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WANCE v. GETTIG ENGINEERING & MFG. CO. (11/12/64)

decided: November 12, 1964.

WANCE
v.
GETTIG ENGINEERING & MFG. CO., INC. ET AL., APPELLANTS



Appeal from judgment of Court of Common Pleas of Centre County, Jan. T., 1964, No. 165, in case of Emma C. Wance v. Gettig Engineering & Mfg. Co., Inc. et al.

COUNSEL

John C. Dowling, with him Huette F. Dowling, and Dowling and Dowling, for appellants.

Lillian G. Raycroft, with her Litke, Gettig & Raycroft, for appellee.

Ervin, Wright, Woodside, Watkins, Montgomery, and Flood, JJ. (Rhodes, P. J., absent). Opinion by Wright, J.

Author: Wright

[ 204 Pa. Super. Page 298]

This is a workmen's compensation case. The employer and its insurance carrier have appealed from an order of the Court of Common Pleas of Centre County affirming an award made by the compensation authorities.

Mrs. Emma C. Wance, the claimant, was employed by Gettig Engineering and Manufacturing Company as the operator of a treadle sewing or twisting machine. The performance of this operation required constant pedaling with the right leg from a sitting position. Sometime in January, 1962, claimant experienced pain in her right knee and discovered swelling in that area. This condition became progressively worse and, during the first week of February, 1962, she told the foreman about it. Claimant was thereupon assigned to a different job which did not require use of the knee. However, the condition persisted and, between February 5, 1962, and March 8, 1962, claimant

[ 204 Pa. Super. Page 299]

    missed several days work. Claimant was referred by a local physician to Dr. Rodriguez, a specialist in orthopedic surgery, who diagnosed the condition as a torn medial cartilage in the knee. On March 14, 1962, Dr. Rodriguez performed surgery at the Lewistown Hospital. Claimant's knee became quite stiff after the operation and it was subsequently necessary for her to undergo manipulation of the right leg under anesthesia. Claimant eventually recovered satisfactory flexion of the knee joint and returned to her employment. The Referee found that an accident had occurred within the meaning of The Pennsylvania Workmen's Compensation Act,*fn1 and made an award, affirmed by the Board, for total disability from March 6, 1962, to July 29, 1962, a period of twenty-one weeks.

At the hearing before the Referee the relevant facts, other than those dependent upon medical testimony, were agreed to by stipulation. Dr. Rodriguez was the only witness, and his testimony was uncontradicted. In summary, he stated that claimant was a normal healthy woman who had no previous trouble with her knee or leg, and that the torn cartilage was an unusual pathological result of the continuous pedaling. He testified specifically as follows: "Q. What would cause this? A. The usual bending position in which the cartilage moved over to the utmost and a sudden twist or sudden extension of the knee catches the cartilage and it does not move out of the way fast enough and it gets caught. That is why you see this in football players and in miners".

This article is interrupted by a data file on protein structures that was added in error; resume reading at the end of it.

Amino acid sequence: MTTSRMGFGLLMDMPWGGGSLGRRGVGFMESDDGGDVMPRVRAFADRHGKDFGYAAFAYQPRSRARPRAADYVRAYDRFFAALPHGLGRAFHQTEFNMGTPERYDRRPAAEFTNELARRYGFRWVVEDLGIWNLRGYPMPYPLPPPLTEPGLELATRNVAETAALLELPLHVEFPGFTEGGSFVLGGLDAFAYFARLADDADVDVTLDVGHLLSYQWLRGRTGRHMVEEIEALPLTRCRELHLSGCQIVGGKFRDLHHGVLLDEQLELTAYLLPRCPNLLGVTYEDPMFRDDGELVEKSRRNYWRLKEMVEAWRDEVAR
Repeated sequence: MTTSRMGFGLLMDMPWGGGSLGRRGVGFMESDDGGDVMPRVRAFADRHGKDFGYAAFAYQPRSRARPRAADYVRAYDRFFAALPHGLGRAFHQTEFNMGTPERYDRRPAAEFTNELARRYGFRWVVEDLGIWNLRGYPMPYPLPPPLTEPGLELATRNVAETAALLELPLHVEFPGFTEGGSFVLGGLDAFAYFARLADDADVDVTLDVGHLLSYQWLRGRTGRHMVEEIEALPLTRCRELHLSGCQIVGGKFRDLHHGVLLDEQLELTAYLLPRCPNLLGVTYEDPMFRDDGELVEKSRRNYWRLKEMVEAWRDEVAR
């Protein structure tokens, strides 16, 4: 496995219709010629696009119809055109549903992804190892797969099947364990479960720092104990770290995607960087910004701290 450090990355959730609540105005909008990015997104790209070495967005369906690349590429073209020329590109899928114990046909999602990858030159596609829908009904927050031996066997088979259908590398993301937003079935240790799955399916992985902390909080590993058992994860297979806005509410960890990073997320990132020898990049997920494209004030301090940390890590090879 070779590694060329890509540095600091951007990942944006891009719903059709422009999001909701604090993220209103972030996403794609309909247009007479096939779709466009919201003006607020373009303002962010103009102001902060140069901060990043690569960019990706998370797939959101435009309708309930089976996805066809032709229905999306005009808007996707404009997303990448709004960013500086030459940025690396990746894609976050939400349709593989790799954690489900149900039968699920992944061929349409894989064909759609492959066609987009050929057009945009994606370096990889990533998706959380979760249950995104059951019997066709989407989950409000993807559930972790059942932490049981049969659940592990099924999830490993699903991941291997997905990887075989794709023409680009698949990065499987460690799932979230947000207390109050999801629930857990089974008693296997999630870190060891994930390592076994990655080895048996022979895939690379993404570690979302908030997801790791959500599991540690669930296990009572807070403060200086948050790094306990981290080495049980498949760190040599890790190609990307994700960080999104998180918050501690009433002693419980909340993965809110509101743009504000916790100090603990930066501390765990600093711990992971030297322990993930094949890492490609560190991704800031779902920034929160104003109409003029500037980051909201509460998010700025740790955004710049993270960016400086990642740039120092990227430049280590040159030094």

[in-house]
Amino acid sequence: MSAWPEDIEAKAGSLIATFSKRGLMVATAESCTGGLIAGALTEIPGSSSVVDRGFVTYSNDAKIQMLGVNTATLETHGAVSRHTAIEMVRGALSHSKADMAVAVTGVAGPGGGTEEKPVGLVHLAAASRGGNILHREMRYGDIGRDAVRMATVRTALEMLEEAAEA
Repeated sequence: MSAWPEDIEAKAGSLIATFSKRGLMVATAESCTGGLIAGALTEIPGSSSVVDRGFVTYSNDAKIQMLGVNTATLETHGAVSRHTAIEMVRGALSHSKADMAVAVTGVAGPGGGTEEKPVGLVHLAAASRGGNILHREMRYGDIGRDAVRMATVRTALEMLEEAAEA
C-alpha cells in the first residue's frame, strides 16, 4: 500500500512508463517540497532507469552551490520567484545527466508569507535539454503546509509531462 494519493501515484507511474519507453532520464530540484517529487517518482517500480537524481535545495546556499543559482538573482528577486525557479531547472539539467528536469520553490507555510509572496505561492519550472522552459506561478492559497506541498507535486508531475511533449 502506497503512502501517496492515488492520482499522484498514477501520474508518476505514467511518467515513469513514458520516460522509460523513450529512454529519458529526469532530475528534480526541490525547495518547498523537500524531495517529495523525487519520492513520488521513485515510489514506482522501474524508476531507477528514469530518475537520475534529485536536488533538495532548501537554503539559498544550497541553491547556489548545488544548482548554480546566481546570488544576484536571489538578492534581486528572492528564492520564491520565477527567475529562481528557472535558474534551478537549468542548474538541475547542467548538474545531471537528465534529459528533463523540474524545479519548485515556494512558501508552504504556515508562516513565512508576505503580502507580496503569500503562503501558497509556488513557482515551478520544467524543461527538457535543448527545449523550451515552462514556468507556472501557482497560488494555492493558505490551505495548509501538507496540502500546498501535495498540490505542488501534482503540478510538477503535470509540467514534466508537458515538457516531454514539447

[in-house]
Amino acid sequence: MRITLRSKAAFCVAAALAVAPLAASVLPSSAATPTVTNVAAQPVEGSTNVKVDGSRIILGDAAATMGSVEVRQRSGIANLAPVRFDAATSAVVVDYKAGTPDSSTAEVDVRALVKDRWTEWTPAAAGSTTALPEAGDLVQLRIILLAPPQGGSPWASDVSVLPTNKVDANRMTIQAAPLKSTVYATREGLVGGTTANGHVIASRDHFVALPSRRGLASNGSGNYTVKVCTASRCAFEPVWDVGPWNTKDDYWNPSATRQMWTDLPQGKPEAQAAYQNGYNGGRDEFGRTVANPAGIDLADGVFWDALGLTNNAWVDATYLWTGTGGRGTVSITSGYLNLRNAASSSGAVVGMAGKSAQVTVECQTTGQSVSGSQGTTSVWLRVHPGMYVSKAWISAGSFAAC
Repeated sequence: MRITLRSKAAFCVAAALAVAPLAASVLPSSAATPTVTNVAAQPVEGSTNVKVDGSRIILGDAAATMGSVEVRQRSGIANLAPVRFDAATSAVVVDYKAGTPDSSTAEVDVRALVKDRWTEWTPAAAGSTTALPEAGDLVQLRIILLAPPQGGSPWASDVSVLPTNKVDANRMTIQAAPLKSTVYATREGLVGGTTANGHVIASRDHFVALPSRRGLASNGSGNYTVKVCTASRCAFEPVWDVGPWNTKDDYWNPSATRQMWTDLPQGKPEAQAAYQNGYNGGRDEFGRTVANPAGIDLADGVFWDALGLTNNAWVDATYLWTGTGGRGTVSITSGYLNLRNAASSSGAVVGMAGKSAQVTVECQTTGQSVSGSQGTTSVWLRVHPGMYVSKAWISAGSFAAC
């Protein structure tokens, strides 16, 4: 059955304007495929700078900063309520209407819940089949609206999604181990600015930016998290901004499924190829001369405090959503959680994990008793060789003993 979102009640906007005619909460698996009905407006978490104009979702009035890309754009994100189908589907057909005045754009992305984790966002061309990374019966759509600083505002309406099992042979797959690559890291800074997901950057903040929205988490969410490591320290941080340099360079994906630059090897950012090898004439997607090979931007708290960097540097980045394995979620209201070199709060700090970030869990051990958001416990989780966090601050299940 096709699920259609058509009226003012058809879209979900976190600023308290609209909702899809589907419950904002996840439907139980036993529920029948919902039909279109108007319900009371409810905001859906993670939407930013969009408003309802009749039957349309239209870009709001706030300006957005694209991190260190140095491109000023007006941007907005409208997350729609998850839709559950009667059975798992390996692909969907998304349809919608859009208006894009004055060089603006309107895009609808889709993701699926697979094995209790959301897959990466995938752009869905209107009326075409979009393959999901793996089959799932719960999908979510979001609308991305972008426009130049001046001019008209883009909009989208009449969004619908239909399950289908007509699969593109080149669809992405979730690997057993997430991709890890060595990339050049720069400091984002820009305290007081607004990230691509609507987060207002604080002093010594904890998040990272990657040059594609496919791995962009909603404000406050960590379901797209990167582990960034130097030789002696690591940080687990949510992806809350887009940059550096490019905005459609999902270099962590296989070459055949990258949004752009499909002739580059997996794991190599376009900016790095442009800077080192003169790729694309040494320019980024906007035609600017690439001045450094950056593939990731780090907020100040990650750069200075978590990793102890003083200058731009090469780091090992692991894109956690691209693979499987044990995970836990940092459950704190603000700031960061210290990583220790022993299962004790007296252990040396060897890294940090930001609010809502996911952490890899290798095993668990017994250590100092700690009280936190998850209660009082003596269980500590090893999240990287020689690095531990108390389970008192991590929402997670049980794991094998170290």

The sole question before us on this appeal is whether claimant suffered a compensable accident. On a given set of facts, the issue of whether a claimant is entitled to compensation presents a question of law subject to judicial review: Rosso v. Aetna Steel Products Corp., 174 Pa. Superior Ct. 258, 101 A.2d 392.

[ 204 Pa. Super. Page 300]

Appellants contend that claimant did not meet the burden to show that her disability resulted from an accident. It is argued that the instant factual situation indicates a gradual injury without sudden incident. Cases are cited from other jurisdictions*fn2 wherein compensation was denied for bursitis, muscular hypertrophy, nerve degeneration, and bone felon. In those cases, however, the claimant was suffering from a progressive disease rather than from an acute condition caused by a demonstrable injury. It is of course true that, in order to receive compensation, claimant must prove both an accident and an injury, Cole v. Pa. Power and Light Co., 197 Pa. Superior Ct. 648, 180 A.2d 272, and that the word "accident" is popularly defined as a sudden and unexpected event: Lacey v. Washburn & Williams Co., 309 Pa. 574, 164 A. 724. However, the law is well settled that the factor which is unexpected may lie either in the circumstance causing the injury or in the nature of the injury itself: Good v. Pa. Department of Property and Supplies, 346 Pa. 151, 30 A.2d 434. Where an employe is performing his usual work but there occurs an unexpected and unusual pathological result, the accident resides in the extraordinary nature of the effect rather than in the cause: Gammaitoni v. Gasparini Excavating Co., 185 Pa. Superior Ct. 643, 139 A.2d 679. The foregoing principle applies only ...


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